TO A common Juan, a Chinese is a Chinese is a Chinese. Ask him to distinguish between the old and the new and you might as well ask him what jiuqiao and xinqiao mean. They’re alien to him, pardon the pun.
But the Tsinoys want to make sure people can discern the differences between the jiuqiao and xinqiao, and several of them have even written papers to help ensure this.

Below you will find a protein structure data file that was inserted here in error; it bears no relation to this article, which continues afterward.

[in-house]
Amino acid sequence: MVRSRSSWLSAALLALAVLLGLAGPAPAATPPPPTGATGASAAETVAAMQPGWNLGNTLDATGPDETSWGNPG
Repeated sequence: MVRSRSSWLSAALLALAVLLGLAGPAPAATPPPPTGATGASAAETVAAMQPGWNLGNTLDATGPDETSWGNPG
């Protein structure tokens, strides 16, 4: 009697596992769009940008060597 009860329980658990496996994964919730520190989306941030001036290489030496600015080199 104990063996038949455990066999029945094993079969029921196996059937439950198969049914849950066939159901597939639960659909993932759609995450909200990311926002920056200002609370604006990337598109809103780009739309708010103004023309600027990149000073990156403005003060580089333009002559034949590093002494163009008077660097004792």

M—’S EYES are closed, but the rest of his bronzed, chiseled features are tight and tense. His heavy, muscular frame, sprawled on a rough-hewn bench of thick pine slabs, seems suspended on his big-boned hands that are desperately grasping a little homemade bong. His thick lips suck furiously on a small bamboo pipe stuck into a disposable plastic water bottle filled to a fourth with water, now swiftly turning green.
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